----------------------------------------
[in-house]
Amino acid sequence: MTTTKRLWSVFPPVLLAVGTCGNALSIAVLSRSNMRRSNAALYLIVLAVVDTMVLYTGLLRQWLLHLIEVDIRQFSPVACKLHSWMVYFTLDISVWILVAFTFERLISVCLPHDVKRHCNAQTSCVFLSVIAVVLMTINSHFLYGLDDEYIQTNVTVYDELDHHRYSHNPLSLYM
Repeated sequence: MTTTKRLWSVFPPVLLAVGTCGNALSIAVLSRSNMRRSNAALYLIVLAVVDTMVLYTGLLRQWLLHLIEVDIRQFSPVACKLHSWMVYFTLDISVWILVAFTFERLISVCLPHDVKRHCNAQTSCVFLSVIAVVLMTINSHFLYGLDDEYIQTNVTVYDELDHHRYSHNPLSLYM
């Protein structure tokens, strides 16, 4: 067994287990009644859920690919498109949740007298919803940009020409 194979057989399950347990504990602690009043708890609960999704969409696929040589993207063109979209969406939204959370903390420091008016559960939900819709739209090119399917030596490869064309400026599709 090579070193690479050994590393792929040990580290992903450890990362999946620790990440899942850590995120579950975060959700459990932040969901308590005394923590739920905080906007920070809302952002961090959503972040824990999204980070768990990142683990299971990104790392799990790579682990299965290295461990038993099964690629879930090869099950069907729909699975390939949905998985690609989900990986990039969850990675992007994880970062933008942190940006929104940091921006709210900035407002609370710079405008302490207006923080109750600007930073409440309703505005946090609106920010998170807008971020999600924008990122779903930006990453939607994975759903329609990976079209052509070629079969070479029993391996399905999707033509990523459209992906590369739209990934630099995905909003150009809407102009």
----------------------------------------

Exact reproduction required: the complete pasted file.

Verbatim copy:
[in-house]
Amino acid sequence: MTTTKRLWSVFPPVLLAVGTCGNALSIAVLSRSNMRRSNAALYLIVLAVVDTMVLYTGLLRQWLLHLIEVDIRQFSPVACKLHSWMVYFTLDISVWILVAFTFERLISVCLPHDVKRHCNAQTSCVFLSVIAVVLMTINSHFLYGLDDEYIQTNVTVYDELDHHRYSHNPLSLYM
Repeated sequence: MTTTKRLWSVFPPVLLAVGTCGNALSIAVLSRSNMRRSNAALYLIVLAVVDTMVLYTGLLRQWLLHLIEVDIRQFSPVACKLHSWMVYFTLDISVWILVAFTFERLISVCLPHDVKRHCNAQTSCVFLSVIAVVLMTINSHFLYGLDDEYIQTNVTVYDELDHHRYSHNPLSLYM
């Protein structure tokens, strides 16, 4: 067994287990009644859920690919498109949740007298919803940009020409 194979057989399950347990504990602690009043708890609960999704969409696929040589993207063109979209969406939204959370903390420091008016559960939900819709739209090119399917030596490869064309400026599709 090579070193690479050994590393792929040990580290992903450890990362999946620790990440899942850590995120579950975060959700459990932040969901308590005394923590739920905080906007920070809302952002961090959503972040824990999204980070768990990142683990299971990104790392799990790579682990299965290295461990038993099964690629879930090869099950069907729909699975390939949905998985690609989900990986990039969850990675992007994880970062933008942190940006929104940091921006709210900035407002609370710079405008302490207006923080109750600007930073409440309703505005946090609106920010998170807008971020999600924008990122779903930006990453939607994975759903329609990976079209052509070629079969070479029993391996399905999707033509990523459209992906590369739209990934630099995905909003150009809407102009």